Should the city of Lakeland approve plans for a single-user office building on a prime parcel overlooking Lake Mirror — or should it take a long-term view and hold out for a potential multi-use project more in keeping with the vision of downtown planners?

That was the question posed by Lakeland Downtown Development Authority board member Greg Sanoba this morning before the board voted 4-1 to approve the design concept for an eight-story office building/parking garage planned by Summit Consulting.

Sanoba cast the sole vote against a motion to approve the design subject to architects The Lunz Group returning for approval of a detailed landscaping plan. The other board members told Sanoba, in effect, that the decision on whether to take this offer or wait for another one rests with City Commission, not the LDDA.

For background, see yesterday’s article about Summit Consulting’s plans for the building.

Summit, a workers’ compensation management firm, confirmed Wednesday that it is holding discussions with the city on a possible downtown office building; the firm’s name was not mentioned during this morning’s meeting.

The company has been negotiating with City Manager Tony Delgado to buy the 0.9-acre “Old Fire Department Lot” next to Allen Kryger Park at the corner of Massachusetts Avenue and Cedar Street/Main Street.

The project still depends on City Commission approval of any land deal and a development agreement following a public hearing. No date has been set for such a meeting yet.

The city-owned lot housed Lakeland’s Fire Station No. 1 until 1995. It is now used for parking.
The Massachusetts Avenue side of the Central Fire station that was built in the early 1960s and torn down in the mid-1990s. | Lakeland Fire Department

After Sanoba asked whether it was best to wait until somebody offers a multi-use project, other board members said, in essence, their task is to weigh in on the design concept, not whether to wait for a multi-purpose project.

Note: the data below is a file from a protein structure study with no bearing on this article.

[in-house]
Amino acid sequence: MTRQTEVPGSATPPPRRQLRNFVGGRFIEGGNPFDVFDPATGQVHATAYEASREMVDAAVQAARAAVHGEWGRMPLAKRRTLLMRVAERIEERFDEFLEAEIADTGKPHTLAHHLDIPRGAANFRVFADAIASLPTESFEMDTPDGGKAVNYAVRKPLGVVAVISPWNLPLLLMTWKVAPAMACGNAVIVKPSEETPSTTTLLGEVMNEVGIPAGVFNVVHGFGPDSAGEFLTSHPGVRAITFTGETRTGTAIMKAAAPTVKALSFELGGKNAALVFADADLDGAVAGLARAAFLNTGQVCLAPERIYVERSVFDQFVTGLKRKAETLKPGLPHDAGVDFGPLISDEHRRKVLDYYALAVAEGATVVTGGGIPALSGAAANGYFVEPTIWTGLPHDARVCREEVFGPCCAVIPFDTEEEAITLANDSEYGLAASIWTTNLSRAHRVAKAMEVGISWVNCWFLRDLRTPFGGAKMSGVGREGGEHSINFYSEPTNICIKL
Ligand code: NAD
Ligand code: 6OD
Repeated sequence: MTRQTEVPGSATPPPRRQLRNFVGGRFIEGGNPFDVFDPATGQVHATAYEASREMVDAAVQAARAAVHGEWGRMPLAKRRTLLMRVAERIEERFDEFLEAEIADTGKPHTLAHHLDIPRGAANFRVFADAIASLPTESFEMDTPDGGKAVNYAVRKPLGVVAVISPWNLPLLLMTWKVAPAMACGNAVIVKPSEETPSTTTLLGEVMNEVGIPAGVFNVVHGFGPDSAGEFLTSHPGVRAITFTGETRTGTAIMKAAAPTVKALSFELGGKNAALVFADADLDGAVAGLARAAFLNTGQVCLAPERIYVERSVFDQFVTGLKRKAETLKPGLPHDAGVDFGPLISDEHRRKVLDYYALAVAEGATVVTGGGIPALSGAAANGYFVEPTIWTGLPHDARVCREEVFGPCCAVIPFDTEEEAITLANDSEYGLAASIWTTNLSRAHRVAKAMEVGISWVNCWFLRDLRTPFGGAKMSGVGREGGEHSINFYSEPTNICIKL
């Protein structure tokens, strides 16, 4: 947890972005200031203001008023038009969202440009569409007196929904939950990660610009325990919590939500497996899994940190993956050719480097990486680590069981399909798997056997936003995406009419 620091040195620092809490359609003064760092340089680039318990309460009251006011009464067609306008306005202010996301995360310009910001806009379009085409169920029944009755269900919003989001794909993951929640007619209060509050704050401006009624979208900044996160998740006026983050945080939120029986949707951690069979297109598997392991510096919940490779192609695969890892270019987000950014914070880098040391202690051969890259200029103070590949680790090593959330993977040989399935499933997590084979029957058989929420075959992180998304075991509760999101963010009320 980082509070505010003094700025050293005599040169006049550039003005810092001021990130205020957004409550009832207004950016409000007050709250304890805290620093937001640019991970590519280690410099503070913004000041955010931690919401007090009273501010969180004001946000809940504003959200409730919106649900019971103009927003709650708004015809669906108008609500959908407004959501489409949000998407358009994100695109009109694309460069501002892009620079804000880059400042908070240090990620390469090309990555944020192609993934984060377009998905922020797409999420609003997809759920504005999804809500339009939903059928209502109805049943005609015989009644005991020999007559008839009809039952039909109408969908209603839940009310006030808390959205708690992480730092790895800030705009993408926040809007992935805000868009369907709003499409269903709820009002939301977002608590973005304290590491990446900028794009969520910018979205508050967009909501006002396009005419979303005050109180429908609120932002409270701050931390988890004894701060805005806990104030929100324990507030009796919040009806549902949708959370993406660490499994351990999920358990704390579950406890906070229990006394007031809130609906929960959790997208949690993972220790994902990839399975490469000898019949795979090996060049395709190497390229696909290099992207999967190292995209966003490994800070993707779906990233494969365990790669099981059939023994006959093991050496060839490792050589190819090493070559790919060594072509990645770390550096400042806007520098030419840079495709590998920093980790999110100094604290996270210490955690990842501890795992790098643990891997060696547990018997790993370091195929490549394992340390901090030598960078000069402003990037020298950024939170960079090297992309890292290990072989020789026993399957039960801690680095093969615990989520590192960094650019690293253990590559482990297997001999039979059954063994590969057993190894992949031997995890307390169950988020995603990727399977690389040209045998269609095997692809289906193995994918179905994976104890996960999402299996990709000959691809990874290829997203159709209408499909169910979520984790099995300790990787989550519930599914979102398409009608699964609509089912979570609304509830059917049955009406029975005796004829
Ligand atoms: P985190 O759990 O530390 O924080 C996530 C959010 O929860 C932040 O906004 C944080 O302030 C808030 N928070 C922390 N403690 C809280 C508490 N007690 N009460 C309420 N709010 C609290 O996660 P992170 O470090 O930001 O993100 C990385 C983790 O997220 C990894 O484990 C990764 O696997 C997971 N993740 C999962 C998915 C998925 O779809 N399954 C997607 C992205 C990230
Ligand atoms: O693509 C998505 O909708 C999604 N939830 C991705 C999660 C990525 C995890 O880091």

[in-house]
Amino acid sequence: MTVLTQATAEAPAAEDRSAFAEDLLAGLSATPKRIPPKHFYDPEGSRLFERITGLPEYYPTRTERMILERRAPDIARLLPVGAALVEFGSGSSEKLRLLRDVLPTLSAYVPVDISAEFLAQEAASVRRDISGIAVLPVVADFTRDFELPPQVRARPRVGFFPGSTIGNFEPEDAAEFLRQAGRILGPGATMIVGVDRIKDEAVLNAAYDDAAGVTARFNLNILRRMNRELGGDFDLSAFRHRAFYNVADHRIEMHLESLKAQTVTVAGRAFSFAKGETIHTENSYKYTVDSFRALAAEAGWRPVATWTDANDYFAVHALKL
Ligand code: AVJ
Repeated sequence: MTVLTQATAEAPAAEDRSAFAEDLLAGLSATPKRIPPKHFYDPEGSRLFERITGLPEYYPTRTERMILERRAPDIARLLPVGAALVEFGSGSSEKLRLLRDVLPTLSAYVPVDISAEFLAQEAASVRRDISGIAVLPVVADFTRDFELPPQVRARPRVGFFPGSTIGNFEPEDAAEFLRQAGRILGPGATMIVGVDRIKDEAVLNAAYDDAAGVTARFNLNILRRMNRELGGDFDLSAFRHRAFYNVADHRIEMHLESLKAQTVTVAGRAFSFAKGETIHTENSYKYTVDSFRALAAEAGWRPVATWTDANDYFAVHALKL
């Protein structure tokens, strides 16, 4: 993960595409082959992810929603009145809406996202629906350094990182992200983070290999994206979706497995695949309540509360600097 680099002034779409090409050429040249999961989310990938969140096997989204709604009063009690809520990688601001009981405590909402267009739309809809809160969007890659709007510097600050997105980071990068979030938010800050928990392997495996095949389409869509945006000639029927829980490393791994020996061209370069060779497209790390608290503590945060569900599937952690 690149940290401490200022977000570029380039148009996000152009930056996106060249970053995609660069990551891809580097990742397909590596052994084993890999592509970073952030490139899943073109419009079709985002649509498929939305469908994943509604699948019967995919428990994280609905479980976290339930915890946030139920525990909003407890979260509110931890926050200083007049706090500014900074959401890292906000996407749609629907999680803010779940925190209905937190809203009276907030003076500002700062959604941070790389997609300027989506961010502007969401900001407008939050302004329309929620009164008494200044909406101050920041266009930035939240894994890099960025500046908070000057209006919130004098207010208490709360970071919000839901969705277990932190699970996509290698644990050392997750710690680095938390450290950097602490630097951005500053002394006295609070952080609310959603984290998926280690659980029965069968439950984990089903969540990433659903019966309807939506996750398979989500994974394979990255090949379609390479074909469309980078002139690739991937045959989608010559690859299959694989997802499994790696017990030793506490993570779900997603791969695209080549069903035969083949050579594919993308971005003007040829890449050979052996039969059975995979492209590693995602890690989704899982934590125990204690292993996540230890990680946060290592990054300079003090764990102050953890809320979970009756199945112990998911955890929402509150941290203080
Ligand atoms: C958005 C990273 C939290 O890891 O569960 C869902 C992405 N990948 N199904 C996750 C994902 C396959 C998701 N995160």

“That’s not what we’re here for; we’re here for design review,” said Tom Anderson, who had made the motion to approve the design.

“I agree with Greg’s concern about multi-use, but unfortunately we’re not part of that conversation,” board member Grant Miller said.

Board Co-Chair Jeff Donalson said he was uncertain about the idea of a single-user building to begin with. But his concerns were mitigated by the fact that at least 150 parking places will be available to the public on nights and weekends and that he recognizes the difficulty of building on an awkwardly shaped lot.

Noting that the land has been vacant for nearly a quarter century and that retail is uncertain there, Donalson said the proposal might represent the highest and best use of the property.

Board member Eric “Bro” Belvin said that the desire for multiple uses on the property is answered in his mind by the developer’s willingness to open the garage to the public during non-business hours.

Also voting in favor was Jim Edwards, who is not on the LDDA board but was appointed to the LDDA’s Design Review Committee considering the project. The other two LDDA board members, Bretta Christakos and Scott Franklin, did not attend this morning’s meeting.